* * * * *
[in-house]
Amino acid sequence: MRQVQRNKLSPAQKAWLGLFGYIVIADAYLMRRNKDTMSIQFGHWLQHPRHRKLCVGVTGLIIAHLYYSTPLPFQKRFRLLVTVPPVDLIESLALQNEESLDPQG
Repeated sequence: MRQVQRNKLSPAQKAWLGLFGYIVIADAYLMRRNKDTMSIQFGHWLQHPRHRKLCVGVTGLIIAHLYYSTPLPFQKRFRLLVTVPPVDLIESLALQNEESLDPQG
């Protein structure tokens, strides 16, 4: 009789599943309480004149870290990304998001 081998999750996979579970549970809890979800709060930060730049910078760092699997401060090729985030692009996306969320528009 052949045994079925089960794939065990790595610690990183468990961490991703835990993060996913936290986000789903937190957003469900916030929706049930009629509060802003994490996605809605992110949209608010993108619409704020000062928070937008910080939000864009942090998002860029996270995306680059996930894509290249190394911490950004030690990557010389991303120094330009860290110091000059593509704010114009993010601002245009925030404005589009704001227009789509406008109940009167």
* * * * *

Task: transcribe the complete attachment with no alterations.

[in-house]
Amino acid sequence: MRQVQRNKLSPAQKAWLGLFGYIVIADAYLMRRNKDTMSIQFGHWLQHPRHRKLCVGVTGLIIAHLYYSTPLPFQKRFRLLVTVPPVDLIESLALQNEESLDPQG
Repeated sequence: MRQVQRNKLSPAQKAWLGLFGYIVIADAYLMRRNKDTMSIQFGHWLQHPRHRKLCVGVTGLIIAHLYYSTPLPFQKRFRLLVTVPPVDLIESLALQNEESLDPQG
């Protein structure tokens, strides 16, 4: 009789599943309480004149870290990304998001 081998999750996979579970549970809890979800709060930060730049910078760092699997401060090729985030692009996306969320528009 052949045994079925089960794939065990790595610690990183468990961490991703835990993060996913936290986000789903937190957003469900916030929706049930009629509060802003994490996605809605992110949209608010993108619409704020000062928070937008910080939000864009942090998002860029996270995306680059996930894509290249190394911490950004030690990557010389991303120094330009860290110091000059593509704010114009993010601002245009925030404005589009704001227009789509406008109940009167």